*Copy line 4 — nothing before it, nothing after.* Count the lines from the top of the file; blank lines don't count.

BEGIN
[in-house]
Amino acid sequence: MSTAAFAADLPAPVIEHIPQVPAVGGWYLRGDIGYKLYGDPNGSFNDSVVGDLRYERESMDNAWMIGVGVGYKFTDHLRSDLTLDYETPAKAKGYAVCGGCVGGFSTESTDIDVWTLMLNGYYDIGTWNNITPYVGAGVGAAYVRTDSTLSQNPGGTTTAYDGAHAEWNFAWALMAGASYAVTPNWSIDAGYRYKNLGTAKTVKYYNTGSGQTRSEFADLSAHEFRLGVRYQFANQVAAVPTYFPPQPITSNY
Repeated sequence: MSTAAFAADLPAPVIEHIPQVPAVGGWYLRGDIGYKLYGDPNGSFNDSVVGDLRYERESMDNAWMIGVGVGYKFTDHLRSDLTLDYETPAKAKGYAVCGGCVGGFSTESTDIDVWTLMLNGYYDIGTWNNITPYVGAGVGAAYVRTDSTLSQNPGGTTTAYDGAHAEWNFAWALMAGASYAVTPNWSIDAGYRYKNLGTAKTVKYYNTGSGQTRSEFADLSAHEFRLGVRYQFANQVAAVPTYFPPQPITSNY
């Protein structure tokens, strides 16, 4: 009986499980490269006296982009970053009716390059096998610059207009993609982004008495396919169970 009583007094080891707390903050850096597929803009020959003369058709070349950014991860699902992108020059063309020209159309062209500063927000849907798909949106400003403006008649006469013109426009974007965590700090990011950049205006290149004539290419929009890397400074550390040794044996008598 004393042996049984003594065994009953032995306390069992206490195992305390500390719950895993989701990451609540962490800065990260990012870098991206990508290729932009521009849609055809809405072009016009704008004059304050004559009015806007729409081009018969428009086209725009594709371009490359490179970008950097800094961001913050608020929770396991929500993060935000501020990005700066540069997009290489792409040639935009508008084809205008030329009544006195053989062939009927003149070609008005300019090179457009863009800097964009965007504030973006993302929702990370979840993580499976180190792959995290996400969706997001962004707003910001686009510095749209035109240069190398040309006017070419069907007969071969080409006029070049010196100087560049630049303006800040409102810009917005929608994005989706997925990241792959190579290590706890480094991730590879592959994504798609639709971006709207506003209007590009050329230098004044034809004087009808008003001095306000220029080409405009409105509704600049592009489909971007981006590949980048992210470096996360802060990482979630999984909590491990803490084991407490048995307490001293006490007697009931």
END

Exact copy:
């Protein structure tokens, strides 16, 4: 009986499980490269006296982009970053009716390059096998610059207009993609982004008495396919169970 009583007094080891707390903050850096597929803009020959003369058709070349950014991860699902992108020059063309020209159309062209500063927000849907798909949106400003403006008649006469013109426009974007965590700090990011950049205006290149004539290419929009890397400074550390040794044996008598 004393042996049984003594065994009953032995306390069992206490195992305390500390719950895993989701990451609540962490800065990260990012870098991206990508290729932009521009849609055809809405072009016009704008004059304050004559009015806007729409081009018969428009086209725009594709371009490359490179970008950097800094961001913050608020929770396991929500993060935000501020990005700066540069997009290489792409040639935009508008084809205008030329009544006195053989062939009927003149070609008005300019090179457009863009800097964009965007504030973006993302929702990370979840993580499976180190792959995290996400969706997001962004707003910001686009510095749209035109240069190398040309006017070419069907007969071969080409006029070049010196100087560049630049303006800040409102810009917005929608994005989706997925990241792959190579290590706890480094991730590879592959994504798609639709971006709207506003209007590009050329230098004044034809004087009808008003001095306000220029080409405009409105509704600049592009489909971007981006590949980048992210470096996360802060990482979630999984909590491990803490084991407490048995307490001293006490007697009931």